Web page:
Editorials from elsewhere
This state faces, by one estimate, a $29 billion deficit in infrastructure funding over the next 20 years. Some $640 million in additional highway funding from several sources that was approved by lawmakers last year does not even cover half an average year’s needs if that estimate is correct. This state needs additional funding.
For starters, the General Assembly should take a serious look into raising the state’s gasoline tax. …
Even then, more will need to be done. The state will have to look at an array of revenue-generating ideas such as lifting the cap on motor vehicle sales taxes and dedicating the added revenue to highway projects or increasing fees for motor vehicle registrations. All ideas should at least be on the table for discussion. …
This critical piece of our state has too long been ignored in the name of ever-lower taxes without regard for the harm it does to have substandard roads and highways. It is past time for everyone involved to take steps toward rectifying that.
Gov. Haley’s cost-cutting
Consolidating state operations can save taxpayers big bucks — witness the $1 million in cost cuts achieved by the Department of Social Services just by reducing office space. But an essential requirement of that process is knowing exactly where adjustments can be made, and that requires knowing exactly what property is held by the state.
And apparently not even Gov. Nikki Haley has that information at hand. But that shortcoming should be soon remedied, via her executive order requiring all agencies to comply by Dec. 15. …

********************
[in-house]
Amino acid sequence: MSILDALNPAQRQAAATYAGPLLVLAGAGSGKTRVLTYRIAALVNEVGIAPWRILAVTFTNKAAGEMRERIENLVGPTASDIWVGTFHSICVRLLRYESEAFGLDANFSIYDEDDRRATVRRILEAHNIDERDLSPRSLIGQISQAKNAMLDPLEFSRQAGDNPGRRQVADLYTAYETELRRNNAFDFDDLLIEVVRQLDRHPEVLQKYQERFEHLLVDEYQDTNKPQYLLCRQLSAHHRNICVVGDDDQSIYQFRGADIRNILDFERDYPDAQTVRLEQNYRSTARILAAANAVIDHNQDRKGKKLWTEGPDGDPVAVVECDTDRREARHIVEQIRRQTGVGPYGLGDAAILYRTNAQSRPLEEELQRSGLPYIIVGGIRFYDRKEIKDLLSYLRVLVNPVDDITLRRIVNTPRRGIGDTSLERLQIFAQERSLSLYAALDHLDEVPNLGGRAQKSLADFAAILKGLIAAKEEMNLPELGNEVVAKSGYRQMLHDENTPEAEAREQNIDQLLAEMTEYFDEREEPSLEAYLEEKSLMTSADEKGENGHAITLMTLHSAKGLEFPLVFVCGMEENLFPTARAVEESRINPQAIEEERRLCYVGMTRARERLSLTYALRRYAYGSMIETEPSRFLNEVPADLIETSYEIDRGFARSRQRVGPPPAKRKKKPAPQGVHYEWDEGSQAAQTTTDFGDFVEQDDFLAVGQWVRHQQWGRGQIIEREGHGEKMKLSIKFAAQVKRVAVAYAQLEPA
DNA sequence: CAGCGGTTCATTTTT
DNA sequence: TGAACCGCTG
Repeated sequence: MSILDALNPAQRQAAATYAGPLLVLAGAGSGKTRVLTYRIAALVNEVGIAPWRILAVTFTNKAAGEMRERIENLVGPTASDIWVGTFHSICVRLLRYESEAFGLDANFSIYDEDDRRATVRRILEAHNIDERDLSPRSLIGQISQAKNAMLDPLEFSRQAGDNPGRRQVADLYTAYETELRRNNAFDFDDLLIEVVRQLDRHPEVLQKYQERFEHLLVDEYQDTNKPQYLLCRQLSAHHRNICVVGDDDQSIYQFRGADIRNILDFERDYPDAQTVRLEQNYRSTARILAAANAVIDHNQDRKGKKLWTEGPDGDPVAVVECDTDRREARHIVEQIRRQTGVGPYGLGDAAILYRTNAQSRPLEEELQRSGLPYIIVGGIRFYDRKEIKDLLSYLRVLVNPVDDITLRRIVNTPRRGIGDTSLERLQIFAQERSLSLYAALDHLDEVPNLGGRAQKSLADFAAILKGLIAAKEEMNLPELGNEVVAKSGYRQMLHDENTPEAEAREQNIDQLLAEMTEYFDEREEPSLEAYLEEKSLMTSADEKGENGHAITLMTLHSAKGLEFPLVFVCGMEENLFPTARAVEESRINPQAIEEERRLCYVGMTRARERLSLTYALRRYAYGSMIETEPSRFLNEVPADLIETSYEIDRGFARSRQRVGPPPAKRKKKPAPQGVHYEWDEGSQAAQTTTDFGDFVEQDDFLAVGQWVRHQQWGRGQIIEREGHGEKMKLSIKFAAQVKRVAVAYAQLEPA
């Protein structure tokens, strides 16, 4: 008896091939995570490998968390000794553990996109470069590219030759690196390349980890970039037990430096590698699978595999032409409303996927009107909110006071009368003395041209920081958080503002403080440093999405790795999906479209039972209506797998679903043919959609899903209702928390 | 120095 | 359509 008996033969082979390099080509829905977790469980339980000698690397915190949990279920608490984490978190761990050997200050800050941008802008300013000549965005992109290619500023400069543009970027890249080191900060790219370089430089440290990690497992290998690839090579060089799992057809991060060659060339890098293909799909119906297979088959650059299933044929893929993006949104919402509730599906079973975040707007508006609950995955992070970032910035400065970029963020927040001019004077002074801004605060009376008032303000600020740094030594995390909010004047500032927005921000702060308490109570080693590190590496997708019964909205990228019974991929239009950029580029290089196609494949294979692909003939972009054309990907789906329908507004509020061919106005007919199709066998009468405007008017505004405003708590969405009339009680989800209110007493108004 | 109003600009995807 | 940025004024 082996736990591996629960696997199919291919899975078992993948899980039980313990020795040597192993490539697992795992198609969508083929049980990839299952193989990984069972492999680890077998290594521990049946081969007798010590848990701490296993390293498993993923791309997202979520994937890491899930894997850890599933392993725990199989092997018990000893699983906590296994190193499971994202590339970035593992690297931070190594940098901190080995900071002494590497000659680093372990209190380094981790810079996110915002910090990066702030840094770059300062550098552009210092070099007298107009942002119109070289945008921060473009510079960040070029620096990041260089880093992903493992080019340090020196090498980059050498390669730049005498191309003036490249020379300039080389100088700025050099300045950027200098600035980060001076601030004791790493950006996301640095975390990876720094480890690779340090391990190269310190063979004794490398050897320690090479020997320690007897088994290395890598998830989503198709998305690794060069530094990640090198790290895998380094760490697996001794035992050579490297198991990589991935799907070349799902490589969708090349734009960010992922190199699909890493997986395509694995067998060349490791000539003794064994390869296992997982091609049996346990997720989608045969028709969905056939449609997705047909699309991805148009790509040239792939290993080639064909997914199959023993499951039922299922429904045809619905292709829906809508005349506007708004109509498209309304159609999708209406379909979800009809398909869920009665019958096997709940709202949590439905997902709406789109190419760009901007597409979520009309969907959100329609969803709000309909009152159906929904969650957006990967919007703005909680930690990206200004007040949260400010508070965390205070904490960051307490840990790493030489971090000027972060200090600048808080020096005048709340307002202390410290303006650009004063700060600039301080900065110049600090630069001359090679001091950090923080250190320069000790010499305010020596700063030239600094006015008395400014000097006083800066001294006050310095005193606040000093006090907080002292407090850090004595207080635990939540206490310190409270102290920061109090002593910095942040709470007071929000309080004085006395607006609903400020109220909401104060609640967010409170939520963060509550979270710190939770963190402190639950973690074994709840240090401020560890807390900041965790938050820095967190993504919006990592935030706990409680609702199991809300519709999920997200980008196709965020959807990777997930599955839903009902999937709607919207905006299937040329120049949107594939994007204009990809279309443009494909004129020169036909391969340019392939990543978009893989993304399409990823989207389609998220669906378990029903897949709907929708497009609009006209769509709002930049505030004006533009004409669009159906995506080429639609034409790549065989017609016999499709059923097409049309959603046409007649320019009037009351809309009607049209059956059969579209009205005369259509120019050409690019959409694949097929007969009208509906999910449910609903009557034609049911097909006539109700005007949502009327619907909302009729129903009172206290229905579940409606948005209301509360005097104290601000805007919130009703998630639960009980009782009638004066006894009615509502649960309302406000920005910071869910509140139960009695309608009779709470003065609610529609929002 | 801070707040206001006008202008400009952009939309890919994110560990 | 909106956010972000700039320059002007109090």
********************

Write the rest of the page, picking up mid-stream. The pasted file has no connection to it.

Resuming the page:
The governor’s initiative includes preparing an inventory, considering surplus property for sale, and consolidating agency operations to cut expenses.…
Maybe Gov. Haley can achieve needed cuts in existing operations involving state property.
It would serve as a good argument for her restructuring agenda and as an example that would resonate with the taxpayers who pay the tab.
Post and Courier
It’s a part-time job with little power, but it’s still expected to garner a lot of attention when 2014 rolls around.
The upcoming campaign for the state’s lieutenant governor spot should make for some interesting story lines, especially if it pits incumbent Glenn McConnell, R-Charleston, against Rep. Bakari Sellers, D-Bamberg. …
The 2014 race will also be the last time candidates for lieutenant governor can run solo. Beginning in 2018, they will run on the same ticket as the governor, the way the president and vice president do now. Because of that change, the lieutenant governor’s spot will likely be an even greater spring board for candidates.
Food for Thought